I’m going to start writing this post but not publish it until after I meet my students today. They might say something that deserves to be in this post (but also i might not have a full reflection with them since some of them did not participate fully and i want to allow them some kind of “make up”).
I feel very very privileged to have had the opportunity to not only co-facilitate but more importantly, to HACK #TvsZ 6.0 – and I wanted to make some specific notes about how my being from and in Egypt made this an extraspecial experience in many ways. It both made some things more difficult, but also richer. Diversity is like that, I think. Complicated and complex to work with, but ultimately enriching and better for everyone. Usually 😉
First, in terms of hacking and designing the game:
The rest of the team members had to tolerate my timezone issues and to work hangouts around my schedule. I am sure it would have been much simpler all around if they did not have to worry about that. I’ve made compromises of my own, too, like 1am hangouts and long-distance phone calls but it was all worth it. Every minute.
Another aspect of timezones related to game start and end times, as well as rule release times. Instead of having rule releases every 12 hours, we let them develop organically depending on times players were on the game and we sensed a “lull” – this actually worked out amazingly well!!!
The big other inclusivity issue related to picking themes as opposed to zombies. Well, a couple of us (Andrea and I) were wary of the zombie theme from the beginning for different reasons. I asked Pete in a DM if he’d be willing to hack the game and play without Zombies. His reaction was stellar – he got really excited about that. Someone else might have felt less comfortable. Not Pete!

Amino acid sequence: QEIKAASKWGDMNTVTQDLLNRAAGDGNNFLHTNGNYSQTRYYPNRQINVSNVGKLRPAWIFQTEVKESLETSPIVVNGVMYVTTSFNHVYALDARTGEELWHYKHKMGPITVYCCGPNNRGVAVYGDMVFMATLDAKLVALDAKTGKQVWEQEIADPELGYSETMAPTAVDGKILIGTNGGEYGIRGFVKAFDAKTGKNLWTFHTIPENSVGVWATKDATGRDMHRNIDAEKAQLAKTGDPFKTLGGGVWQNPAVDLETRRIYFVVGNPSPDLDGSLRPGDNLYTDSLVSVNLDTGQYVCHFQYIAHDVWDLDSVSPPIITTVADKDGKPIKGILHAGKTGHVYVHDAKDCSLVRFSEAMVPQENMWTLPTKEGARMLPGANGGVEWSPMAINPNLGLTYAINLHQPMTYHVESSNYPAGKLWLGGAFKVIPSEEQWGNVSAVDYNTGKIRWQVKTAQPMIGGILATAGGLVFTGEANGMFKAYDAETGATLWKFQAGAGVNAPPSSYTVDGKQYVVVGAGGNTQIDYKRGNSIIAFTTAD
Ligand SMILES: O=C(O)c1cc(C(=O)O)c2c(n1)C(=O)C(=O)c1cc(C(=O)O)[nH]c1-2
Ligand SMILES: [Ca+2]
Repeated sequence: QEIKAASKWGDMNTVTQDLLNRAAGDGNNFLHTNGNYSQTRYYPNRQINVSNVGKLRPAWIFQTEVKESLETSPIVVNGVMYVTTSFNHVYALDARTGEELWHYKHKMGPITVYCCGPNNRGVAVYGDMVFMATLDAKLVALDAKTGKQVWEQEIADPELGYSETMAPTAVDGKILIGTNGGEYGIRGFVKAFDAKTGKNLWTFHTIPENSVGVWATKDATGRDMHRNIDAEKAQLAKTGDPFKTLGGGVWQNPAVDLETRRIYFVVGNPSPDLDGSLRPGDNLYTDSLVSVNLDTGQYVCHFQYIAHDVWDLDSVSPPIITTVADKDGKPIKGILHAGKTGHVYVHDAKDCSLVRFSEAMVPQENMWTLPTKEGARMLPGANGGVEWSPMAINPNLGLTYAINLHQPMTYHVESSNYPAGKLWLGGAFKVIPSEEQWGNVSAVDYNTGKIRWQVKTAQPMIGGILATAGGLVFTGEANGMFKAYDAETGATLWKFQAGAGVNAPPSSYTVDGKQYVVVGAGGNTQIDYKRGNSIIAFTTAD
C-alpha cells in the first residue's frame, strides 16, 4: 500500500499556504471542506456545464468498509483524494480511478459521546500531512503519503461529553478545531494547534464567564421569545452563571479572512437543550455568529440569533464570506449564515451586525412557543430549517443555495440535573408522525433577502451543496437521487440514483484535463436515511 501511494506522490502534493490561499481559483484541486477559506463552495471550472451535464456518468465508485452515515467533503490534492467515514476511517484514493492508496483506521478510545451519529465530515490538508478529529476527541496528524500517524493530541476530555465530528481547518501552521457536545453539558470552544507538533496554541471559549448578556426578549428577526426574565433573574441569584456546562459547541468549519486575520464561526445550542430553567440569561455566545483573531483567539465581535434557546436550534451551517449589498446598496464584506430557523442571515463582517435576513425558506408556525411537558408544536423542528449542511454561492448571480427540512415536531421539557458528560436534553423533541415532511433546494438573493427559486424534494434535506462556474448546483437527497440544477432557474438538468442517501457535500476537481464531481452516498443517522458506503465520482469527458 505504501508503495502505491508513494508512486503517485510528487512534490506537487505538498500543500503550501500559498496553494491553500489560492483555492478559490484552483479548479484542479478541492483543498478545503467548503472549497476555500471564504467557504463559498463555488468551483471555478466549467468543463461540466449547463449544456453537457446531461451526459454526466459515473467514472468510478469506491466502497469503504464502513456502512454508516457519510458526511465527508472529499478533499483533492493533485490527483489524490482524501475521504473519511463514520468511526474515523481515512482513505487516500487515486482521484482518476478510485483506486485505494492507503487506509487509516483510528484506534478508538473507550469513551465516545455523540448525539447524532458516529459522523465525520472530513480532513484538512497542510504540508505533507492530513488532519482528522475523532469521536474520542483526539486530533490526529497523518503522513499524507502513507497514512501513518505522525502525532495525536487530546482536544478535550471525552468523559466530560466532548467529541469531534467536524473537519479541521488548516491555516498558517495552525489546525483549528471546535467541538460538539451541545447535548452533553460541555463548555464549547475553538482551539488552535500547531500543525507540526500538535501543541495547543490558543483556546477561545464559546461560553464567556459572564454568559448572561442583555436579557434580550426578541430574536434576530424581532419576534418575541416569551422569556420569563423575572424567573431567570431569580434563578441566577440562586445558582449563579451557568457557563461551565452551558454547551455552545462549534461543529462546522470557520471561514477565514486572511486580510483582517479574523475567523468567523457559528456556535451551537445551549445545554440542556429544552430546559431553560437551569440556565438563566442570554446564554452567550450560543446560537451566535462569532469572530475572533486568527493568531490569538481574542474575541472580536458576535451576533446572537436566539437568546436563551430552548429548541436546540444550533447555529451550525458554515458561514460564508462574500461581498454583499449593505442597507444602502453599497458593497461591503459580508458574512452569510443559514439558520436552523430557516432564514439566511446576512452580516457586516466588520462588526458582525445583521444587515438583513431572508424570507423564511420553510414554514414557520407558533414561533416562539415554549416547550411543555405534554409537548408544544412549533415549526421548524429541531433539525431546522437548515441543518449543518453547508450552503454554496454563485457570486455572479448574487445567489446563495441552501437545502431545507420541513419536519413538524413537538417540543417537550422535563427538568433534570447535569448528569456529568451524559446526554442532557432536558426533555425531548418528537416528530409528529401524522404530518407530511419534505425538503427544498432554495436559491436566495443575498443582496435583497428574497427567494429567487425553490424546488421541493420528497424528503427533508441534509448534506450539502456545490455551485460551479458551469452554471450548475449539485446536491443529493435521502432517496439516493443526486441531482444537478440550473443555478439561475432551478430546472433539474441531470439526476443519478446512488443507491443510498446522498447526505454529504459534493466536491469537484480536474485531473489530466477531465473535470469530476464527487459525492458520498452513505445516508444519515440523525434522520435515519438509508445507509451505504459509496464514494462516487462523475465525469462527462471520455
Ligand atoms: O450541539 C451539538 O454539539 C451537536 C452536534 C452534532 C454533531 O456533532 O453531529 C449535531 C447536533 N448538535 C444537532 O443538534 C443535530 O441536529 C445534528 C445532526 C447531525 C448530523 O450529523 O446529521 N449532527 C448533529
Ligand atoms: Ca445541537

Moving on, though, and trying to find alternative themes that made sense to pop culture was difficult. There were lots of “what are you talking about?” And “have you seen that movie?” And stuff like that where I had to shoot down some ideas that made no sense to my culture or that I thought my students might not know of. Finding a theme we could all work with was not easy. We thought of many different things more closely related to the human/zombine binary but i am so glad we moved away from it because it made the experience much richer and opened up even more possibilities.
Second, in terms of evolution of rules
The multilingual #folklore idea arose out of discussion on the gdoc where I felt I wanted my students to collaborate with others rather than just amongst themselves. Even though a mutlilingual artifact could easily be done by my students alone since they were all at least bilingual, the whole concept of having a multilingual artifact and showing Arabic script (as well as many others!) was incredible, and I thought respectful and self-affirming to non-Anglo cultures in ways not too gimmicky but actually fun and meaningful
The suggestion by one of my students to extend the game “clock” to 10 mins instead of 5 mins (finally settling on 7 mins) to take account for slower and choppier internet connections in Egypt (and as Janine pointed out, internet connection quality varies in the West as well)
Third, in terms of views of authority in a hacking game
I already talked about this and probably blogged about it too (can’t remember?) – my students from the beginning were interested in creating new teams, but I held them off on it until the next day . It did not occur to me, or them, to create a “rogue” team as Janine’s students did (and then the Dragon Bovine alliance was genius). Originally, I did not want to invite my students to create n teams right away because I was afraid they would form a local Egyptian clique and defeat the purpose of the whole game. I think for some of them, that still happened. Like even though most were in team nature, they formed small groups of 5 (whoever was online at the same time, probably) to do missions together. There were still a few who managed to interact a lot with others.
This is partly my bad. Partly my own newness to the game and a desire for some control amidst a lot of uncertainty (strange but my comfort with uncertainty decreases a little when it’s in a committed contractual relationship with paying students – i feel i owe them some certainty); i should have predicted that because of culture and grading, they wouldn’t have thought of questioning my authority or the authority of the game admins beyond the almost “formal” opportunity to suggest new rules, they didn’t start thinking of a new team until i said, “well look, there are rogue teams, you could form one, too… ” But there wasn’t enough time to create missions, etc. for the new team they had in mind (a moderate nature team that uses some tech).
I’ll post this now anyway, and post again after discussion with my students.